Figure 29.3 Graphs of blackbody radiation (from an ideal radiator) at three different radiator temperatures. The intensity or rate of radiation emission increases dramatically
with temperature, and the peak of the spectrum shifts toward the visible and ultraviolet parts of the spectrum. The shape of the spectrum cannot be described with classical
Where is the quantization of energy observed? Let us begin by considering the emission and absorption of electromagnetic (EM) radiation. The EM
spectrum radiated by a hot solid is linked directly to the solid’s temperature. (See Figure 29.3.) An ideal radiator is one that has an emissivity of 1 at
all wavelengths and, thus, is jet black. Ideal radiators are therefore called blackbodies, and their EM radiation is called blackbody radiation. It was
discussed that the total intensity of the radiation varies as T 4 , the fourth power of the absolute temperature of the body, and that the peak of the
spectrum shifts to shorter wavelengths at higher temperatures. All of this seems quite continuous, but it was the curve of the spectrum of intensity
versus wavelength that gave a clue that the energies of the atoms in the solid are quantized. In fact, providing a theoretical explanation for the
experimentally measured shape of the spectrum was a mystery at the turn of the century. When this “ultraviolet catastrophe” was eventually solved,
the answers led to new technologies such as computers and the sophisticated imaging techniques described in earlier chapters. Once again, physics
as an enabling science changed the way we live.
The German physicist Max Planck (1858–1947) used the idea that atoms and molecules in a body act like oscillators to absorb and emit radiation.
The energies of the oscillating atoms and molecules had to be quantized to correctly describe the shape of the blackbody spectrum. Planck deduced
that the energy of an oscillator having a frequency f is given by
E = ⎝n + 1 ⎠hf .
n is any nonnegative integer (0, 1, 2, 3, …). The symbol h stands for Planck’s constant, given by
The equation
h = 6.626×10 –34 J ⋅ s.
E = ⎝n + 1 ⎠hf means that an oscillator having a frequency f (emitting and absorbing EM radiation of frequency f ) can have its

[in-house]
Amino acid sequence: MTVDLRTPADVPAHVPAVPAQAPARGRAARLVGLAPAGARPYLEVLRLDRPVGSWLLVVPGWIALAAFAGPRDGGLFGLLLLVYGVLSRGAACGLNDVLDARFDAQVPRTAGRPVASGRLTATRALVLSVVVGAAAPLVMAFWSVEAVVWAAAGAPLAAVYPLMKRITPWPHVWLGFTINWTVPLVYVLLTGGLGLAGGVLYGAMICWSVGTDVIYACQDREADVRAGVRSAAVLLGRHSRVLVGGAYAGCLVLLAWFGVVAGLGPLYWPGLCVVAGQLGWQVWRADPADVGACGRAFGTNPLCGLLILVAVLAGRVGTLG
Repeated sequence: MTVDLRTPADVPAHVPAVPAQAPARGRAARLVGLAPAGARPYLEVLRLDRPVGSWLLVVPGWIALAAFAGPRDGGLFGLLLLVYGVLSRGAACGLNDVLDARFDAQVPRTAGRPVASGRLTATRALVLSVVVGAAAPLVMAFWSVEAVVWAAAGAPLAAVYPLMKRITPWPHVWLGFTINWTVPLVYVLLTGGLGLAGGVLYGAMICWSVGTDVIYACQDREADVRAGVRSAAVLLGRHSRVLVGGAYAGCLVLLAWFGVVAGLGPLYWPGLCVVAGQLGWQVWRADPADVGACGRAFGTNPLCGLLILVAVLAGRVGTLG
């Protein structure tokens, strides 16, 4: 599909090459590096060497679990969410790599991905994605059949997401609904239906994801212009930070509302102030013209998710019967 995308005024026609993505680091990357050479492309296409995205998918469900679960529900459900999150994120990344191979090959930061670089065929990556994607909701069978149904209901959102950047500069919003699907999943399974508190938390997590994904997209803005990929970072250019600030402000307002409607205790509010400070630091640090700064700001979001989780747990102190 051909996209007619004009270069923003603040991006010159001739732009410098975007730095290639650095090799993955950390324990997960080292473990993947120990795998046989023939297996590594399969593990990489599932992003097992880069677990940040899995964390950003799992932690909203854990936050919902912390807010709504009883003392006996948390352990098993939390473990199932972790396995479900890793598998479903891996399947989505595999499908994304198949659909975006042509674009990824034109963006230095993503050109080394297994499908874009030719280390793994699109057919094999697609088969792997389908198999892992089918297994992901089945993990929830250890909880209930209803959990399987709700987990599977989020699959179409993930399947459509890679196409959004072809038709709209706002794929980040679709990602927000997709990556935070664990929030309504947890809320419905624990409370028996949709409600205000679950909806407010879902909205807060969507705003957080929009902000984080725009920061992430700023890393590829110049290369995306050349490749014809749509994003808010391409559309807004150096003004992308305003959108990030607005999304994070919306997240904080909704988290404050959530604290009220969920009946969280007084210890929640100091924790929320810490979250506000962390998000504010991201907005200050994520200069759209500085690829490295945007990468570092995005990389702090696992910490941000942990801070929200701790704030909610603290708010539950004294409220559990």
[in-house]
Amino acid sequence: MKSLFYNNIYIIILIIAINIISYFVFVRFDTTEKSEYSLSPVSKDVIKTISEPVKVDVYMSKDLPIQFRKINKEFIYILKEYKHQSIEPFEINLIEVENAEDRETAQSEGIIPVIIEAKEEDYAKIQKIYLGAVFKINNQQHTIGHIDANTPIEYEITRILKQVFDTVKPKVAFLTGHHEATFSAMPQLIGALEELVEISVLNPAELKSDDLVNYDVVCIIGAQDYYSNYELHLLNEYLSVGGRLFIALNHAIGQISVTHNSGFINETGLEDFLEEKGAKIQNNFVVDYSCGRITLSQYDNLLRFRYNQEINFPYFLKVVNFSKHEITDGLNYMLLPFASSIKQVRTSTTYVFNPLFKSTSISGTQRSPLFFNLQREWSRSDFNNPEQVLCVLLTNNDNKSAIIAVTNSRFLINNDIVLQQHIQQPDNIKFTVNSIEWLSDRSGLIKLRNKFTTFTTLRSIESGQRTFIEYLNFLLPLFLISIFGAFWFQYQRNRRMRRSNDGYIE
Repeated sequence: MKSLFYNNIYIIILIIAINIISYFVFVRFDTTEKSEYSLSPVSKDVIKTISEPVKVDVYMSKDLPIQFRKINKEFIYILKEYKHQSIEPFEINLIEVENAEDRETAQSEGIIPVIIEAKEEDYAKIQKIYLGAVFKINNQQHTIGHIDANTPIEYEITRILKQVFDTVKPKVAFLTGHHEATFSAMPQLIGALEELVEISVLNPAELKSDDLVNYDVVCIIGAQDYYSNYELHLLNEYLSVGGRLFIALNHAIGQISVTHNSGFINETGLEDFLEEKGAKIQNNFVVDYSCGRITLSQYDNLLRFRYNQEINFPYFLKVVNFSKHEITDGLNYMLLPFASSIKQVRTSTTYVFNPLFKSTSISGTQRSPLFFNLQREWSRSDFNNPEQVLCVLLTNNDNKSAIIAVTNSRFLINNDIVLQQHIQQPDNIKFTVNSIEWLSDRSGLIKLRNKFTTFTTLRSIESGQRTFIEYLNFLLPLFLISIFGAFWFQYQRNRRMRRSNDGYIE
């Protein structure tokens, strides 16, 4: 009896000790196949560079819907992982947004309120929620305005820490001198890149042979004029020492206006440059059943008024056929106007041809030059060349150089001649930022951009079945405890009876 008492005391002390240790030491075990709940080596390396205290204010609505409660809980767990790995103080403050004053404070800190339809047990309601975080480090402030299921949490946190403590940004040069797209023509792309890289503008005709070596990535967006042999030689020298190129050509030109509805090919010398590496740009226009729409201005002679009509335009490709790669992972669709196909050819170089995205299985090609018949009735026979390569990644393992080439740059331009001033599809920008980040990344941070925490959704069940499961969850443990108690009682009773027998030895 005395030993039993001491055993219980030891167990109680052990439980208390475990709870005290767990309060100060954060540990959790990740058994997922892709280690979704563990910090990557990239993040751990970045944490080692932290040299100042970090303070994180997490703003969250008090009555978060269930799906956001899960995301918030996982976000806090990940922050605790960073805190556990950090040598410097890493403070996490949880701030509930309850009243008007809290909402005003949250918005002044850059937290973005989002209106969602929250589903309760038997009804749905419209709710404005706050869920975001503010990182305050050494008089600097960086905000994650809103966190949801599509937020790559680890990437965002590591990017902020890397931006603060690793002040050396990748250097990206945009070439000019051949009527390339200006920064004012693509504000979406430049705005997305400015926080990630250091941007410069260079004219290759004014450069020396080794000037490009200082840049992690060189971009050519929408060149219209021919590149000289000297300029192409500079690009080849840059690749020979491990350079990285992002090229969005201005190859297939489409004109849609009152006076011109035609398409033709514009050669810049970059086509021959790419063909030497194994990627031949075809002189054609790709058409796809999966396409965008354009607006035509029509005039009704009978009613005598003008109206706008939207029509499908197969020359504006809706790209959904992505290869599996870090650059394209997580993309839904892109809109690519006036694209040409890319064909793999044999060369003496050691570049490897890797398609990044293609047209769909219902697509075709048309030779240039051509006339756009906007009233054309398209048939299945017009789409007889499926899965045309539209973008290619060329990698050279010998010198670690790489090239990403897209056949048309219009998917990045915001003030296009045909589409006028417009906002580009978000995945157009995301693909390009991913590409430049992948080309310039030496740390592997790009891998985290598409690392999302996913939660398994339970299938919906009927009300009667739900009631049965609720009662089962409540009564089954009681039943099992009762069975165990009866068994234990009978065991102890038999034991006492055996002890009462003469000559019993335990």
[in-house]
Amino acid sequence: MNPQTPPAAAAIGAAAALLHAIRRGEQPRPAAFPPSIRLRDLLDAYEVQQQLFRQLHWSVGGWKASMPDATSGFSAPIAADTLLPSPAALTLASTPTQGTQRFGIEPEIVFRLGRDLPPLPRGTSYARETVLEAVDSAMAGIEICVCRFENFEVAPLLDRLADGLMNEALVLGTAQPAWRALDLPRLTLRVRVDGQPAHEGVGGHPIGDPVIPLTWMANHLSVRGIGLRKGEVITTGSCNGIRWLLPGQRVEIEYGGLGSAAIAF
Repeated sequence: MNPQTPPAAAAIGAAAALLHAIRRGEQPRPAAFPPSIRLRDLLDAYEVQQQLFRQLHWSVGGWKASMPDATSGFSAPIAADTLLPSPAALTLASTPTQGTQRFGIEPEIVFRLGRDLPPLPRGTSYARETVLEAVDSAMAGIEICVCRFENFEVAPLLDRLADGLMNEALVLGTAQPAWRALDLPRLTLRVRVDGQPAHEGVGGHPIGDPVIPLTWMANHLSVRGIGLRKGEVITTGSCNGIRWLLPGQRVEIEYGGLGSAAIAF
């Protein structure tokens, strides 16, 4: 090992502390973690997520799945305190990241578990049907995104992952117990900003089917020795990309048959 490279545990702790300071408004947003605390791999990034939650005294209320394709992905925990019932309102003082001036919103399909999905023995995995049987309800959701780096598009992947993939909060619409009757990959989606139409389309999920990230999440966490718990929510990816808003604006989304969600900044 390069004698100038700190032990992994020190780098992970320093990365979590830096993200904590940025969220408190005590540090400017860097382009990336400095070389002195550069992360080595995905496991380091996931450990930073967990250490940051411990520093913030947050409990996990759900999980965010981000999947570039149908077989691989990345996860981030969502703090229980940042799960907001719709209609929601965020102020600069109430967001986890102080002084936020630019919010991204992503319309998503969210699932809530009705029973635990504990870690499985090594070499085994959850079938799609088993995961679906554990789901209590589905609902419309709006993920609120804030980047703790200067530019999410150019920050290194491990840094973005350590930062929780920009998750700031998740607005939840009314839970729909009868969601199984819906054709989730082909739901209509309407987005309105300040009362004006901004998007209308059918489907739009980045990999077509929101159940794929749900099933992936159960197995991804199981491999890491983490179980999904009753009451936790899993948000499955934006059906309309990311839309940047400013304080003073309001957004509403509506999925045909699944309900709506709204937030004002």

energy increase or decrease only in discrete steps of size
ΔE = hf .
It might be helpful to mention some macroscopic analogies of this quantization of energy phenomena. This is like a pendulum that has a
characteristic oscillation frequency but can swing with only certain amplitudes. Quantization of energy also resembles a standing wave on a string
that allows only particular harmonics described by integers. It is also similar to going up and down a hill using discrete stair steps rather than being
able to move up and down a continuous slope. Your potential energy takes on discrete values as you move from step to step.
Using the quantization of oscillators, Planck was able to correctly describe the experimentally known shape of the blackbody spectrum. This was the
first indication that energy is sometimes quantized on a small scale and earned him the Nobel Prize in Physics in 1918. Although Planck’s theory
comes from observations of a macroscopic object, its analysis is based on atoms and molecules. It was such a revolutionary departure from classical
physics that Planck himself was reluctant to accept his own idea that energy states are not continuous. The general acceptance of Planck’s energy
quantization was greatly enhanced by Einstein’s explanation of the photoelectric effect (discussed in the next section), which took energy
quantization a step further. Planck was fully involved in the development of both early quantum mechanics and relativity. He quickly embraced
Einstein’s special relativity, published in 1905, and in 1906 Planck was the first to suggest the correct formula for relativistic momentum, p = γmu .